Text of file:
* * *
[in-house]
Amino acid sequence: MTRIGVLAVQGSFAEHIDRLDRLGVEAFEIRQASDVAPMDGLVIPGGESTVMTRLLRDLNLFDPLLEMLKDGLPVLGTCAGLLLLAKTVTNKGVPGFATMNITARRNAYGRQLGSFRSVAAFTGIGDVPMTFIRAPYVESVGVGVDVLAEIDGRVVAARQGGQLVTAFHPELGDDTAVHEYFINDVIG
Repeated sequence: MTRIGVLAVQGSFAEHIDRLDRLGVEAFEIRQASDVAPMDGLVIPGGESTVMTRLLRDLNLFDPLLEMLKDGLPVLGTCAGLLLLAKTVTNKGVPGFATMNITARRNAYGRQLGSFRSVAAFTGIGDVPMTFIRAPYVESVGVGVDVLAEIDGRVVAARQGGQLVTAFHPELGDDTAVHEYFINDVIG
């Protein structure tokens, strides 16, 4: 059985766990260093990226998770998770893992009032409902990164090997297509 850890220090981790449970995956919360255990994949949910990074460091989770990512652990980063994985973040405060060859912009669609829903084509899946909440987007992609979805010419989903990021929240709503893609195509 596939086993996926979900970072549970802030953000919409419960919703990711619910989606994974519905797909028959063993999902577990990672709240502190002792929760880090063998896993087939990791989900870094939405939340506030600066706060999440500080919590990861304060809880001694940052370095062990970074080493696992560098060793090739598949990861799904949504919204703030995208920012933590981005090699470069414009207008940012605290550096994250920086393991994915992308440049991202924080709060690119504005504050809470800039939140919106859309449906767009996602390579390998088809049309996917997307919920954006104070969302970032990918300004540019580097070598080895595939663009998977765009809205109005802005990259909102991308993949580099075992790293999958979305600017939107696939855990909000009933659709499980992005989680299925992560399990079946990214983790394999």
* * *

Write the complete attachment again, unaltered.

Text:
[in-house]
Amino acid sequence: MTRIGVLAVQGSFAEHIDRLDRLGVEAFEIRQASDVAPMDGLVIPGGESTVMTRLLRDLNLFDPLLEMLKDGLPVLGTCAGLLLLAKTVTNKGVPGFATMNITARRNAYGRQLGSFRSVAAFTGIGDVPMTFIRAPYVESVGVGVDVLAEIDGRVVAARQGGQLVTAFHPELGDDTAVHEYFINDVIG
Repeated sequence: MTRIGVLAVQGSFAEHIDRLDRLGVEAFEIRQASDVAPMDGLVIPGGESTVMTRLLRDLNLFDPLLEMLKDGLPVLGTCAGLLLLAKTVTNKGVPGFATMNITARRNAYGRQLGSFRSVAAFTGIGDVPMTFIRAPYVESVGVGVDVLAEIDGRVVAARQGGQLVTAFHPELGDDTAVHEYFINDVIG
């Protein structure tokens, strides 16, 4: 059985766990260093990226998770998770893992009032409902990164090997297509 850890220090981790449970995956919360255990994949949910990074460091989770990512652990980063994985973040405060060859912009669609829903084509899946909440987007992609979805010419989903990021929240709503893609195509 596939086993996926979900970072549970802030953000919409419960919703990711619910989606994974519905797909028959063993999902577990990672709240502190002792929760880090063998896993087939990791989900870094939405939340506030600066706060999440500080919590990861304060809880001694940052370095062990970074080493696992560098060793090739598949990861799904949504919204703030995208920012933590981005090699470069414009207008940012605290550096994250920086393991994915992308440049991202924080709060690119504005504050809470800039939140919106859309449906767009996602390579390998088809049309996917997307919920954006104070969302970032990918300004540019580097070598080895595939663009998977765009809205109005802005990259909102991308993949580099075992790293999958979305600017939107696939855990909000009933659709499980992005989680299925992560399990079946990214983790394999």